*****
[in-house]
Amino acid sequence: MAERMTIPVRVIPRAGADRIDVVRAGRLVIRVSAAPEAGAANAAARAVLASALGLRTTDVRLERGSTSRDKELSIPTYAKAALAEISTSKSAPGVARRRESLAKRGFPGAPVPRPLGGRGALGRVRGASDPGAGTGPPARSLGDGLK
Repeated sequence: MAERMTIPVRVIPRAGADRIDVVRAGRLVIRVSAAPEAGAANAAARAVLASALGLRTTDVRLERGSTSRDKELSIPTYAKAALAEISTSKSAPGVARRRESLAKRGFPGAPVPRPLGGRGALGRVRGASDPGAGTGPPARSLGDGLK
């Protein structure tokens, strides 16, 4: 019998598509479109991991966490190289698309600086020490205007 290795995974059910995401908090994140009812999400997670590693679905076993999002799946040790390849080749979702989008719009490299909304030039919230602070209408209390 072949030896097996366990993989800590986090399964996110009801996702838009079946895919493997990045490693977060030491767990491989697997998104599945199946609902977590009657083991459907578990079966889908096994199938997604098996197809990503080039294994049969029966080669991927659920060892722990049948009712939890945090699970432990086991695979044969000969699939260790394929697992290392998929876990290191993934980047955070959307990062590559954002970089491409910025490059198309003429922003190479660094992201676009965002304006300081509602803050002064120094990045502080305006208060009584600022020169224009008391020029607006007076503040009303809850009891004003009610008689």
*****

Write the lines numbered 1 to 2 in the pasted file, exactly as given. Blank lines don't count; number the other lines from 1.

[in-house]
Amino acid sequence: MAERMTIPVRVIPRAGADRIDVVRAGRLVIRVSAAPEAGAANAAARAVLASALGLRTTDVRLERGSTSRDKELSIPTYAKAALAEISTSKSAPGVARRRESLAKRGFPGAPVPRPLGGRGALGRVRGASDPGAGTGPPARSLGDGLK